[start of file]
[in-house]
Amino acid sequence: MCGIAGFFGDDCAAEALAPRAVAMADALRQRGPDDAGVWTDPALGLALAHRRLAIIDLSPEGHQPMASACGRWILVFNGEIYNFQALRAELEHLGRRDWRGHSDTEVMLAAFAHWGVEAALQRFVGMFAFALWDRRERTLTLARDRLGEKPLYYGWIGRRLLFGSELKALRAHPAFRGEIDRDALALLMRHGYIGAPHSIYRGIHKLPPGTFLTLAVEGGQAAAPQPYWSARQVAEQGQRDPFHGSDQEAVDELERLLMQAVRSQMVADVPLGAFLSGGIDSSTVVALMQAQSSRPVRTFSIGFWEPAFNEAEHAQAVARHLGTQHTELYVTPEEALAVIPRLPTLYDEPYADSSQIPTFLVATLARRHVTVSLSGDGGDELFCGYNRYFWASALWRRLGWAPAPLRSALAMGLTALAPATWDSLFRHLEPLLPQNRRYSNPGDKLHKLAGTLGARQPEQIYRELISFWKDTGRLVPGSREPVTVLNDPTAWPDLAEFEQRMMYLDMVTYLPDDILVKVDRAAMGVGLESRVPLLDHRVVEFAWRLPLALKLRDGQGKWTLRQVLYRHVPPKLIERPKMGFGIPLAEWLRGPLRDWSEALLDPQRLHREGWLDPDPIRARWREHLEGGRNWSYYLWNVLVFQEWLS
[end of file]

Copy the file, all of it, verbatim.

[in-house]
Amino acid sequence: MCGIAGFFGDDCAAEALAPRAVAMADALRQRGPDDAGVWTDPALGLALAHRRLAIIDLSPEGHQPMASACGRWILVFNGEIYNFQALRAELEHLGRRDWRGHSDTEVMLAAFAHWGVEAALQRFVGMFAFALWDRRERTLTLARDRLGEKPLYYGWIGRRLLFGSELKALRAHPAFRGEIDRDALALLMRHGYIGAPHSIYRGIHKLPPGTFLTLAVEGGQAAAPQPYWSARQVAEQGQRDPFHGSDQEAVDELERLLMQAVRSQMVADVPLGAFLSGGIDSSTVVALMQAQSSRPVRTFSIGFWEPAFNEAEHAQAVARHLGTQHTELYVTPEEALAVIPRLPTLYDEPYADSSQIPTFLVATLARRHVTVSLSGDGGDELFCGYNRYFWASALWRRLGWAPAPLRSALAMGLTALAPATWDSLFRHLEPLLPQNRRYSNPGDKLHKLAGTLGARQPEQIYRELISFWKDTGRLVPGSREPVTVLNDPTAWPDLAEFEQRMMYLDMVTYLPDDILVKVDRAAMGVGLESRVPLLDHRVVEFAWRLPLALKLRDGQGKWTLRQVLYRHVPPKLIERPKMGFGIPLAEWLRGPLRDWSEALLDPQRLHREGWLDPDPIRARWREHLEGGRNWSYYLWNVLVFQEWLS